Climate Change Problem Solving (CLIMATE & EAS 480)

This course was first taught in 2006 as Climate Change: The Move to Action.  It is still listed by that name in the catalogue. Climate 480 was designed as a cross-discipline graduate - undergraduate course on climate change, which addresses critical analysis and complex problem solving. It explores the interface between climate change and all aspects of society. This course has attracted students from many colleges and departments at the University. The target is the students who wants to incorporate climate knowledge into their profession and public engagement.

In the course, every year, there is an introduction to climate science that relies on the philosophy of scientific reasoning. For the most part, we rely on logic that is rigorous but not mathematical. All sections of the course introduce methodologies of complex, multi-disciplinary, and multi-jurisdictional  problem solving. Otherwise, the sections vary from year to year based on what is happening with climate change in our society and student interests. 
Course Description

We are unique in history. Through sound scientific investigation, we are presented with the knowledge that the Earth’s climate is warming, and that the climate will warm rapidly for generations to come. We know that past changes of Earth’s climate, small in comparison to those which we will experience, caused great changes in society. These changes were sometimes positive, for example agricultural prosperity, and sometimes negative, for example agricultural failures, famines, and migrations. Climate change provides personal, regional, national and global challenges to our selves, our children, and our grandchildren. Adaptation to an always-changing climate will be required. With the knowledge that we hold, and the improved knowledge that we are generating, we have the luxury of choice. Do we invest today, pro-actively, in developing resilience and adaptation strategies, or do we simply, like our ancestors, react to changes in the climate?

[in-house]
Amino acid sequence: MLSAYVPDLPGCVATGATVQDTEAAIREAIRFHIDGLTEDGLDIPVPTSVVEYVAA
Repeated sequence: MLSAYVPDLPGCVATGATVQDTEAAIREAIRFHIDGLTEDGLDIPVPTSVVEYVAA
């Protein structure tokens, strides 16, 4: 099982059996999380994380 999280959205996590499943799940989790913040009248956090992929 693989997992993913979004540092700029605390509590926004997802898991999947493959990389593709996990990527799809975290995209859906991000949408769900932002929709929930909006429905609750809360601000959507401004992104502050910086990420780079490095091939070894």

This course explores the intersections of the science of climate change with society: policy, business, economics, public health, energy, ecosystems, environmental engineering, information science, journalism, religion, etc. The problem is approached from the perspective that there are communities with heterogeneous interests that are vested in both adapting to and mitigating climate change. The course will expose students to the fundamental factual and contextual elements of climate change and the interface of climate change to societal interests. In order to facilitate effective participation in the response to realized and predicted climate change, this knowledge is framed in a structured approach to complex problem-solving practiced in real-world projects

The course includes lectures and has included numerous outside lecturers to provide some depth in specific subjects. Readings are drawn from a collection of material; they introduce context and support discussion. The course strives for rigor in thinking, but does not rely on a mathematical description of the science of climate change. A primary goal of the course is the development of critical analysis skills to address complex problems.